Over the years I’ve read countless articles on the benefits of music. Here are a mire 20 health related benefits. I personally would not have gotten through the GRE, grad school application process and transition to NYC without tunes flowing, and on repeat.
Here is one of my favorite and most creative music related applications. NPR writes about a film that shows how a cost effective music program seemed to improve functioning and quality of life in elderly patients with Alzheimers.
I have never been on a campus that has been so accommodating to individuals with disabilities. My higher education experience has not been extensive, but I have spent a fair amount of time in a small town in central VA and private university in DC for undergraduate and graduate coursework. My first hand account of Columbia incredible. Right way I noticed several students in wheelchairs. The school does an excellent job of placing ramps to every lecture hall and anywhere there is uneven terrain. I can’t help but feel very proud and lucky to be apart of a system that supports everyone. It truly keeps the school and city for everyone who wants to be here, and showing it is possible to have a space for all.
This seems to extend past Columbia, as well. All around NYC I see blind individuals taking the subway alone and restaurants with similar accommodations (below).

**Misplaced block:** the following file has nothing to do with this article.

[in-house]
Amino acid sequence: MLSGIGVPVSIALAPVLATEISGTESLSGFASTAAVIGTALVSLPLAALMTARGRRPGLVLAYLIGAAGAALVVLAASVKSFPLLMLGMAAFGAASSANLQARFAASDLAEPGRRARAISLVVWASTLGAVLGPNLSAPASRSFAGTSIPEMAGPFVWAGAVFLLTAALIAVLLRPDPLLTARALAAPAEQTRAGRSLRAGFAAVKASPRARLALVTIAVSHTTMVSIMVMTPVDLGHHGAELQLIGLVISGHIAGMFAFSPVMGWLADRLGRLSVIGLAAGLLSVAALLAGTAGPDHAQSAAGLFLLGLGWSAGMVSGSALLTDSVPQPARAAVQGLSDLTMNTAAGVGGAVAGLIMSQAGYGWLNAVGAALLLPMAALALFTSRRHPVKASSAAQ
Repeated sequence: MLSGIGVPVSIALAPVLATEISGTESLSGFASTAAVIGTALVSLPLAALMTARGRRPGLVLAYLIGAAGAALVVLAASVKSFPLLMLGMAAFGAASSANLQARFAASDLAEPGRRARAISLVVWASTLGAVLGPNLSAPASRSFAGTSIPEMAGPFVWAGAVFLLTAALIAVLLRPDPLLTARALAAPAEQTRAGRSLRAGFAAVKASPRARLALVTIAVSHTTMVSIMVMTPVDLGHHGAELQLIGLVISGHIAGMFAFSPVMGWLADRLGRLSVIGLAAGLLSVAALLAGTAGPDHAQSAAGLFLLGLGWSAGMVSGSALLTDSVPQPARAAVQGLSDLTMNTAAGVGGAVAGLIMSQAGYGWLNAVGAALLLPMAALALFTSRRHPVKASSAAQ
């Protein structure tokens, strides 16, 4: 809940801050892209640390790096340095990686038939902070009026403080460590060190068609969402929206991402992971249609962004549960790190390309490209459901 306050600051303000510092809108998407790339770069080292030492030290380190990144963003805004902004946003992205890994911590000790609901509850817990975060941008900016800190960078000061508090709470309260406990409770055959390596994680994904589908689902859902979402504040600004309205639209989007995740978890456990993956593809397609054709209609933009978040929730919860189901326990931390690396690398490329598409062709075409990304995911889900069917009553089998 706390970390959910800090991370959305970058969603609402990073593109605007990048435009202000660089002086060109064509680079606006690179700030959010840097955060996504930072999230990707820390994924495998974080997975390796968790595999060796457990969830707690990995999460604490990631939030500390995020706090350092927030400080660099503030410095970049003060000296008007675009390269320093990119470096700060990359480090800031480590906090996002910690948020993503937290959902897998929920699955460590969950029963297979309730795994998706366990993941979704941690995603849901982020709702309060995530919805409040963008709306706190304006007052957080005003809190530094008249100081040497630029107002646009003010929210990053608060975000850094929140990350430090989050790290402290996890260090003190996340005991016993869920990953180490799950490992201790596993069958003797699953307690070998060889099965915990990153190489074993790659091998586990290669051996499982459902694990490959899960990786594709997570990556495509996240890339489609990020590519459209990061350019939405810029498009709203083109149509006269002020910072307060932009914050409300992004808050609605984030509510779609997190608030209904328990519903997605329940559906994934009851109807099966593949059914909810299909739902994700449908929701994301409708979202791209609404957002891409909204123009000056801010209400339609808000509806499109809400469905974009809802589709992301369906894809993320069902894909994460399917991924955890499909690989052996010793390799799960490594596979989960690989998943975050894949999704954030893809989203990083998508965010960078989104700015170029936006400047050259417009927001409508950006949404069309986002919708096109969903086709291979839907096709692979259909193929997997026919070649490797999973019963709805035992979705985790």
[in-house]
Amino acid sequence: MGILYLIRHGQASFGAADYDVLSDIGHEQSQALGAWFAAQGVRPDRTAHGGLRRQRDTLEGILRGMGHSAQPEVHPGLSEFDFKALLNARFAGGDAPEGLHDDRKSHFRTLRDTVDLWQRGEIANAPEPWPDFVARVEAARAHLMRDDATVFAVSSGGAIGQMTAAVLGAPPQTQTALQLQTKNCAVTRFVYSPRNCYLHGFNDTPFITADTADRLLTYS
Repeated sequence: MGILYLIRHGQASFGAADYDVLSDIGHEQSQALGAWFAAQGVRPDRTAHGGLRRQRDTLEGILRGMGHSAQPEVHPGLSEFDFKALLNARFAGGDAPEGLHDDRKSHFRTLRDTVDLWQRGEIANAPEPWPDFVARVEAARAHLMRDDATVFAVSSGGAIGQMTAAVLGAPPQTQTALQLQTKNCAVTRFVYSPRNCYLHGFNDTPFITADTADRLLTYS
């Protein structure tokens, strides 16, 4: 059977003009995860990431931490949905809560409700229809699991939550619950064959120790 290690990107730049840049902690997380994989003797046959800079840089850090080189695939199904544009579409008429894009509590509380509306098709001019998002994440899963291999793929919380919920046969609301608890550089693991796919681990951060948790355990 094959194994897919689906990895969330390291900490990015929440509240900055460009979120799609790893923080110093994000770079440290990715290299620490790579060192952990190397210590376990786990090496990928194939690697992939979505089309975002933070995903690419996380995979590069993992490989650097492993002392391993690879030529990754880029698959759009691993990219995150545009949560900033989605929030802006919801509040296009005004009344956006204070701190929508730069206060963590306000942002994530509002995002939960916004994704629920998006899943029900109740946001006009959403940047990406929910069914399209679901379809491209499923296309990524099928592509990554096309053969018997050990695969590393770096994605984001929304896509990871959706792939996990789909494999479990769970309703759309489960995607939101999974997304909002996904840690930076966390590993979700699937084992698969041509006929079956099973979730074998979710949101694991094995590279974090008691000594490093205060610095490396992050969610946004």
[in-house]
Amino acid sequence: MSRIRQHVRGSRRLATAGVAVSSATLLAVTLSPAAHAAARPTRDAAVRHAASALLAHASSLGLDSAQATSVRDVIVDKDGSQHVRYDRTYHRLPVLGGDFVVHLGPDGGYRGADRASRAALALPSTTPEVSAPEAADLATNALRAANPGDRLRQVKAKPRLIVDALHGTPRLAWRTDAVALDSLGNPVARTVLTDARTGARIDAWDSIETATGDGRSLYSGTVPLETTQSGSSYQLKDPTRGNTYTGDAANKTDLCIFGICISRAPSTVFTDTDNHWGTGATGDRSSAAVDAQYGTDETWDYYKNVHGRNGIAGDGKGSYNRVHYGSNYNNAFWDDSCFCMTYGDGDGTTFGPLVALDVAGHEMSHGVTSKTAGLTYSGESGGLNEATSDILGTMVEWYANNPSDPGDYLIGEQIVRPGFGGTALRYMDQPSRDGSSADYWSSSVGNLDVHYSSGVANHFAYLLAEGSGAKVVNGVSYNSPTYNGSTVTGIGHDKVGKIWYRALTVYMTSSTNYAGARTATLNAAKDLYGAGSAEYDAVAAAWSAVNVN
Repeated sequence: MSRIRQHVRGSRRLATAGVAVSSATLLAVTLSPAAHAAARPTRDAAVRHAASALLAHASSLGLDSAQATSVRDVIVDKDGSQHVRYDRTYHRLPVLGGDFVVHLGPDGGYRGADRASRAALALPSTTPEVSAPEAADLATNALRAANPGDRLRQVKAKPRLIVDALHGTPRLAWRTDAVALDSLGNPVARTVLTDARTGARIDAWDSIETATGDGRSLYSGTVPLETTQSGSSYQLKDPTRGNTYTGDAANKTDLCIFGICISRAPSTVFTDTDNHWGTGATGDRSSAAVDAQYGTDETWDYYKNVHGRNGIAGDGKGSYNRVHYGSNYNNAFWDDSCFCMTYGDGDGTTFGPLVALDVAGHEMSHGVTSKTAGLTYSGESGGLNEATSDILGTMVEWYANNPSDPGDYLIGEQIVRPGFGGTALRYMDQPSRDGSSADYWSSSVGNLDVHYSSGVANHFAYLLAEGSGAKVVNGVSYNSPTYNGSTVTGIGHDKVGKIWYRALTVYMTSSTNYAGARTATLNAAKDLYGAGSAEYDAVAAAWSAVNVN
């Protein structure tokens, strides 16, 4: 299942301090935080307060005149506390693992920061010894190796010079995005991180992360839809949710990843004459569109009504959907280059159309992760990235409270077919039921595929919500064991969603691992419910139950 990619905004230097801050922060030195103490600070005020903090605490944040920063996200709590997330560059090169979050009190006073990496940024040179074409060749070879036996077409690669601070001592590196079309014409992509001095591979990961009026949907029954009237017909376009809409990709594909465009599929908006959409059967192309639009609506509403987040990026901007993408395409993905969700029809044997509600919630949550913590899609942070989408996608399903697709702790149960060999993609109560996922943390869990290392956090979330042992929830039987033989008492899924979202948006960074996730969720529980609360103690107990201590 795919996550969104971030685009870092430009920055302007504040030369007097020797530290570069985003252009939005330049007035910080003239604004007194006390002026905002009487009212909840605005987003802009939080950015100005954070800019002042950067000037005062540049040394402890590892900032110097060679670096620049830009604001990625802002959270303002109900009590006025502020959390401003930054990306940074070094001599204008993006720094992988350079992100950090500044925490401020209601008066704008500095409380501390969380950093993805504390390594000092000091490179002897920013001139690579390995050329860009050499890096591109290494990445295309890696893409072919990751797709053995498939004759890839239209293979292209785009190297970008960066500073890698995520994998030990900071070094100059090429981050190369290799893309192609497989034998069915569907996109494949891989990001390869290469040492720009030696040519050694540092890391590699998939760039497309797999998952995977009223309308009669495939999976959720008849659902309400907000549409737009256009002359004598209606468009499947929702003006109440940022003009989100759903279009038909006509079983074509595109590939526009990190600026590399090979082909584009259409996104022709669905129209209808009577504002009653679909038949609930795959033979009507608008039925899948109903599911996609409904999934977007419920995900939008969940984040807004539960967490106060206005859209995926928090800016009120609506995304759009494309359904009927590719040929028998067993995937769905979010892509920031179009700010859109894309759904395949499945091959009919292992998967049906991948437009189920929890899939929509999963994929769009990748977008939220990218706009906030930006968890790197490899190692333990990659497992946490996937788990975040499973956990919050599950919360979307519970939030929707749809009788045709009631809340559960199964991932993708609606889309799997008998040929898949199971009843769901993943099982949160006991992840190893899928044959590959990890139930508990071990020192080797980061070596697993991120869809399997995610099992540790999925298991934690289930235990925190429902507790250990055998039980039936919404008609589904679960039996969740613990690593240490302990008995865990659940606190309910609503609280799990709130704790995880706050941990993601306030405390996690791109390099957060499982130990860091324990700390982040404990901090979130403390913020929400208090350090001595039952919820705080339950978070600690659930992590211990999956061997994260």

In a class last semester, we did an observational assignment on the subway to report on rider behaviors. We then used this information to make a recommendation to a fictional client. The subway assignment showed this is a concrete way to reach people. Since people are literally stuffed to the brim on the train, people are fairly often looking around. In our assignment we were able to indemnify a particularly distinct segment. We proposed to tart middle school age children for either healthy eating or possibly anti bullying campaign. We noticed around 3 they often travel together, engaged in conversation with peers and often still have high energy compared to the other riders.